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For nearly a decade, I spent most of my working day at a standing desk. I enjoyed the freedom standing allowed me. In addition to being able to pace as I pleased, I found that I had more energy throughout the day.
Over the past year or so, I've been fighting the urge to change my work setup. Namely by lowering my self-made standing desk and turning it into a conventional desk complete with a chair.
There's no rhyme or reason for the change, other than a desire to switch things up. Then, in early April, I received an email from X-Chair offering to send me a test sample of one of its ergonomic office chairs. I figured it was a good opportunity to make the change and hopefully learn a thing or two about ergonomic chairs.
Now, to be clear, when it comes to shopping for office furniture, I'm known to err on the cheap side of the equation. I know and realize office items like a chair or desk are used daily, for hours on end, and their comfort -- or lack thereof -- can have an impact on how I feel at the end of the day. But, still, my approach has been "the cheaper, the better."
After lowering my desk and sitting in the X-Chair X2 for the past three weeks, however, I'm starting to see the value in splurging on more expensive office furniture.
The X2 has more knobs and levers than any chair I've ever sat in, and it allows for adjustments to the headrest, armrests, something called dynamic variable lumbar, an adjustable backrest, and is made of a flex mesh material that's surprisingly comfortable. There are a total of 10 ergonomic adjustments you can make, some of which I'm still discovering a few weeks later.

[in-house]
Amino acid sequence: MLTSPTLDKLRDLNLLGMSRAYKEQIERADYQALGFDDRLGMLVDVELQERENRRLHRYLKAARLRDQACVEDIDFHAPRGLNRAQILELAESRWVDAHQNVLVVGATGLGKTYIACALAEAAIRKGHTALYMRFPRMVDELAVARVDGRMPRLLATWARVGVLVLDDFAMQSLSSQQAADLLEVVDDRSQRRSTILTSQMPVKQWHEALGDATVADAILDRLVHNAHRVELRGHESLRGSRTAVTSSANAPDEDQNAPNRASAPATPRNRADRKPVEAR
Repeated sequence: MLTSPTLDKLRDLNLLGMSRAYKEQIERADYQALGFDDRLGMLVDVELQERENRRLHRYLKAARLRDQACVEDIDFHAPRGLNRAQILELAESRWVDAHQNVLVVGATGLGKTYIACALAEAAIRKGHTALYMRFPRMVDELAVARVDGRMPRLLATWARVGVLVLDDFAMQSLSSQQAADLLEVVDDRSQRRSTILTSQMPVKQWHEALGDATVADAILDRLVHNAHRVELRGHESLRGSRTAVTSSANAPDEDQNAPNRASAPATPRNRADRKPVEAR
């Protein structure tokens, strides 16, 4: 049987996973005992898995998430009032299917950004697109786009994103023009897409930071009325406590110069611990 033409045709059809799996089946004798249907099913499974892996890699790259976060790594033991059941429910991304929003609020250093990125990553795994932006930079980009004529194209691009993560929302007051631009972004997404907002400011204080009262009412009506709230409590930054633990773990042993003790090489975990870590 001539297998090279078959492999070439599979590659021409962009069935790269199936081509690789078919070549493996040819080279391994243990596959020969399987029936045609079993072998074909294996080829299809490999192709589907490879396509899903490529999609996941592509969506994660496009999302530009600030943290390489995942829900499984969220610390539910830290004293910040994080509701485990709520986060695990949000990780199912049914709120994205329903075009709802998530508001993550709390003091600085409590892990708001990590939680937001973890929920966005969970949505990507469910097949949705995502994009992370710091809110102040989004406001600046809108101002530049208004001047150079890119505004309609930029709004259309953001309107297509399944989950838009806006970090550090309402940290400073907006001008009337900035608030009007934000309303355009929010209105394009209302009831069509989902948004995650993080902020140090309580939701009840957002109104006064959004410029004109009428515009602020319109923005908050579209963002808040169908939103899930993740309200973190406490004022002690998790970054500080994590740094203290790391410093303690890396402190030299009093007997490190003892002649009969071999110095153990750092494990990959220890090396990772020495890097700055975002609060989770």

Where I've noticed the biggest difference after sitting in the X2 for a while now is how I feel at the end of the day. I'll admit, there have been many days when I got tired of standing and sat on what amounts to a fancy (but cheap!) barstool. At the end of the day, my back and hips hurt. I assumed it was partly because of my chair, but mostly because I'm getting older.
However, for the last week or so, my back and hips have felt much better. The X2 forces me to sit forward, and at first it felt like I was going to fall forward out of my seat, but that sensation has subsided, and I now welcome the constant pressure on my lower back to ensure I'm sitting with good form. At least I think that's what it's doing.
X-Chair has an entire lineup of chairs, with prices ranging from $525 all the way up to $1,150. The X2 I've been testing is $800, before the addition of the headrest and a wheel upgrade. There's even a footrest. The higher the cost, the more features that are available (for example, the Basic Task Chair lacks some of the finer adjustments of the X1 through X4 series).
I miss standing, but instead of going back to my old desk, I'm now shopping for one of those expensive adjustable standing desks, complete with the fancy motor and memory positions, so I can go back and forth with ease. Have a desk you like? Leave a comment below.
I guess you can say the X2 has convinced me to invest in my work setup, instead of piecing stuff together and making the best of it. Is the X2 the best chair on the market? I can't say. I obviously don't know nearly enough about ergonomic chairs, but I can say I've enjoyed sitting in it for countless hours, and I've felt the difference, especially when I sit at my "gaming" desk, which still has a basic office chair that lacks any form of ergonomic support.
There are many factors to consider as many of us transition to a work from home setup, some of which are easy to discount. Do yourself a favor and invest, at the very least, in a comfortable chair.